Trust Perspectives: Incapacity Planning for Young Adults

Graduating from high school and getting ready for college, or returning to college, is an exciting time in a young adult’s life. With all the preparation that is necessary, most young adults and their families overlook one of the most important things they should be doing; planning for incapacity. Incapacity planning is typically done as a part of estate planning, but can also be done on a stand-alone basis.

Few 18-year-olds, or their parents, consider the need for estate planning, simply because they generally do not have estates or families to plan for. However, once a child turns 18, not only do parents no longer have the legal authority to make financial or medical decisions on that child’s behalf (even in emergencies) they also no longer have the legal right to access that child’s medical, financial or educational information. This means that without prior planning, not only would parents be unable to make medical or financial decisions on behalf of their child in the event of an emergency, they might not even be permitted to know the details of what happened or the nature of their child’s situation.

Therefore, it’s critical for young adults and their families to set up an incapacity plan that appoints trusted individuals to make medical and financial decisions should the unthinkable happen.

The following documents should be in place to allow decisions to be made in the event of an emergency:

1. Medical Power of Attorney – With a Medical Power of Attorney in place, a designated agent (parent or guardian) has the authority to receive vital healthcare information and make healthcare decisions for the student in the event he/she is unable to do so.

2. General Financial Power of Attorney – With a General Financial Power of Attorney in place, a designated agent could pay bills, handle insurance claims, maintain bank accounts and take care of other financial matters for a young-adult, if the need arose. The power may become effective immediately or it may be “springing” – which means it only becomes effective upon the occurrence of a later event (e.g., student’s incapacity as certified by two physicians).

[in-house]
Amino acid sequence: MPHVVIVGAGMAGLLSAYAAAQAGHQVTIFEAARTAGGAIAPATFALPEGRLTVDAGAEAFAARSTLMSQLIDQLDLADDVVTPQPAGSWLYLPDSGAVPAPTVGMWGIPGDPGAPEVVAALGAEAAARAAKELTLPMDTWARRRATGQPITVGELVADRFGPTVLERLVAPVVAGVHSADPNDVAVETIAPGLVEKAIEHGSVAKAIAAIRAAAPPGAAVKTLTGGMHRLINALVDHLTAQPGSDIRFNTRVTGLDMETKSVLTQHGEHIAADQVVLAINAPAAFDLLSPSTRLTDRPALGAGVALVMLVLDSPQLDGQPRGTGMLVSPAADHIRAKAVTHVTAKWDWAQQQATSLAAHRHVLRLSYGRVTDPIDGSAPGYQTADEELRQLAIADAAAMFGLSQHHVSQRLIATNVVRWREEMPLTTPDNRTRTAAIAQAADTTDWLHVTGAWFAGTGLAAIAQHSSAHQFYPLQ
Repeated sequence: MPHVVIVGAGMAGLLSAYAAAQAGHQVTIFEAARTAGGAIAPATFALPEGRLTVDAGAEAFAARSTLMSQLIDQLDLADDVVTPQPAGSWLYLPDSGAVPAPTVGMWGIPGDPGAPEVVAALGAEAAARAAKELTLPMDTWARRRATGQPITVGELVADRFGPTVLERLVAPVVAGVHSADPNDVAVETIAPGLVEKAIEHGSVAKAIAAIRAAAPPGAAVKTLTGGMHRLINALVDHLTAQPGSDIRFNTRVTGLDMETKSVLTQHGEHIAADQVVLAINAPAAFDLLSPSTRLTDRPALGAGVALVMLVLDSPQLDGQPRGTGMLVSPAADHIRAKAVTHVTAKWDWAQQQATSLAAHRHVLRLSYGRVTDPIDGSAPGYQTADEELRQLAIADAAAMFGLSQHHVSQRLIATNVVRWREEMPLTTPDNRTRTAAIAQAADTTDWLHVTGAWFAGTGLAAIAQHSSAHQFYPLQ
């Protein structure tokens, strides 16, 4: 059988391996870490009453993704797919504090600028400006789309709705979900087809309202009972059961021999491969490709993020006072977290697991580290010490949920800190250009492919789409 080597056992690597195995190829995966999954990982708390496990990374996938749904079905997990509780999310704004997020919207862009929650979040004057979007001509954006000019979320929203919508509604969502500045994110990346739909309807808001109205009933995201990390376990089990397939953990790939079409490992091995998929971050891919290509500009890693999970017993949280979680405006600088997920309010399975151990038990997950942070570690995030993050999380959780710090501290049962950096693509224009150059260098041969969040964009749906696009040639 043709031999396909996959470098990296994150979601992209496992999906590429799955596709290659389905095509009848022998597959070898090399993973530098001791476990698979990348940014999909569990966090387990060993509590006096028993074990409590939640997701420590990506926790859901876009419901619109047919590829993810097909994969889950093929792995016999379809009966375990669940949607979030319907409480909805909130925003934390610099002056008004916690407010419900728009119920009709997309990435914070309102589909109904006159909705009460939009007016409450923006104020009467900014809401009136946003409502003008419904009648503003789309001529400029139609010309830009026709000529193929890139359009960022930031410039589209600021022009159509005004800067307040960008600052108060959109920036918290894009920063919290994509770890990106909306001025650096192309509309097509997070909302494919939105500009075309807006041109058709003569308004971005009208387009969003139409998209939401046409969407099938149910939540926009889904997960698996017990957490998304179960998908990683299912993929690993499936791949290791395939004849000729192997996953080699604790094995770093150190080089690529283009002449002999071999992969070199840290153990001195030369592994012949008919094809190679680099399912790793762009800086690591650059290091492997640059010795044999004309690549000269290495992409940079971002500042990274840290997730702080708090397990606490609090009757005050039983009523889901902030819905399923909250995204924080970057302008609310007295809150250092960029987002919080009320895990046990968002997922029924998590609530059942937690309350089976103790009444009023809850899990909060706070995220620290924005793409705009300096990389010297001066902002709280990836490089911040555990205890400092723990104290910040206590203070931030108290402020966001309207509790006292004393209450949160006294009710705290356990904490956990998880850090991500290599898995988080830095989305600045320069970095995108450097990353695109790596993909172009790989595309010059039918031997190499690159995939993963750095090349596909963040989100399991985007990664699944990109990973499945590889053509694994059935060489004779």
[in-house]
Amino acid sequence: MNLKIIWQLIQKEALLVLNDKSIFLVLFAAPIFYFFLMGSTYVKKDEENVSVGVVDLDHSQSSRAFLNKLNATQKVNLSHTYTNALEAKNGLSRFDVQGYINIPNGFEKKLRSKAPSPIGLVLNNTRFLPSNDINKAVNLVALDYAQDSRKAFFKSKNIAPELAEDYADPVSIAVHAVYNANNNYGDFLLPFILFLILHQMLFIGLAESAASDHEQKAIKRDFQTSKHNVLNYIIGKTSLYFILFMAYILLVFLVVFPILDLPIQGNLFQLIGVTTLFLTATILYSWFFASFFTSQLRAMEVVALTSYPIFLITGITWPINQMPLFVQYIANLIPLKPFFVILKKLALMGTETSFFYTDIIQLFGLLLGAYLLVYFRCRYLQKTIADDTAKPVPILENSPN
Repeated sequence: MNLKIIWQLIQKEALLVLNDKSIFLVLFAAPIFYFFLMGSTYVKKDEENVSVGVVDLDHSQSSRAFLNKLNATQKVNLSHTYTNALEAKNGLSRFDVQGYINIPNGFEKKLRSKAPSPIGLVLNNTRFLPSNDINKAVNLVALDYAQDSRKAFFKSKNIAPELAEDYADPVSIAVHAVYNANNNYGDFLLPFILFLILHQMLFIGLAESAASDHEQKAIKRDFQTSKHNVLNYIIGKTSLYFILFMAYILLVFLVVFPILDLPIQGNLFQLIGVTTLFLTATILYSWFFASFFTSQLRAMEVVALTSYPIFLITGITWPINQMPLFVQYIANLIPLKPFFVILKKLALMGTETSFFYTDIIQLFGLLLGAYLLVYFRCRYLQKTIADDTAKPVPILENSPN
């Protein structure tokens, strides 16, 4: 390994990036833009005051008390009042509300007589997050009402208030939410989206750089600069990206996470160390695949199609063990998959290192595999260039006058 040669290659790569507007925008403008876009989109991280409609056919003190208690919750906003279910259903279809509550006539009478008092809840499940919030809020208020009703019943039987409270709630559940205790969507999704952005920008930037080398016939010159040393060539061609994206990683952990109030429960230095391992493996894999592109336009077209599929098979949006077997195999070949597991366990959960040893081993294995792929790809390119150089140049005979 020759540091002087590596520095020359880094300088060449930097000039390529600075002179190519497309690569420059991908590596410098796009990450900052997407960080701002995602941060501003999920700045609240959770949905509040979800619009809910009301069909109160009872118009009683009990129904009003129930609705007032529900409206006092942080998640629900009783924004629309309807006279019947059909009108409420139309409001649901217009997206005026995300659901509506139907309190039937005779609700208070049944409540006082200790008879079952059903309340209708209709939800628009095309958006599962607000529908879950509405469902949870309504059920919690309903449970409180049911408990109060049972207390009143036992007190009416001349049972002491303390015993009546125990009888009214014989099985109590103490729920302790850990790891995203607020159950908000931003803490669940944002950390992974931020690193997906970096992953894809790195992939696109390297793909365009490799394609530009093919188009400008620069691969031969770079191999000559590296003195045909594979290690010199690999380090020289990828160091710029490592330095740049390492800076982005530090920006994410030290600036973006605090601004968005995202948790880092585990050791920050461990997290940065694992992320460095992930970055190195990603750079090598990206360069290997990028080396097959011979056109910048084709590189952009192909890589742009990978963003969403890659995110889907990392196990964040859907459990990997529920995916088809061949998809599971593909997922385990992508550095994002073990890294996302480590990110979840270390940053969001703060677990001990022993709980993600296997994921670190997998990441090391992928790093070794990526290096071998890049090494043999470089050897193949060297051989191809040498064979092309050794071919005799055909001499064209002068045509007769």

3. Authorization to Disclose Protected Health Information – The Health Insurance Portability and Accountability Act (HIPAA) set out rules and limits on who can look at and receive an individual’s medical information. This document authorizes healthcare providers to disclose a student’s medical information to certain named individuals. In the unfortunate scenario where a student experiences a medical emergency, this document would give parents, or another named individual, the authority to receive information from healthcare providers regarding the student’s healthcare status and related information.

For each of the forms above, parents should keep the original and the student should have copies. It may be a good idea for a roommate or fellow student to know where the copies are. In addition, the family may want to see if a copy can be filed at the school with the student’s medical records.

Keep in mind that all forms/documents should be reviewed, and possibly updated, each year. There may be separate forms required for your child’s state of residence if they’re attending an out-of-state school.

Final Thought

College is a time of excitement and great change for both parents and their children. While it’s certainly important to ensure that they have the necessary clothing, bed linens and other such items, it’s also important to have the legal documents in place to permit parents to make decisions and access information in the event of an emergency.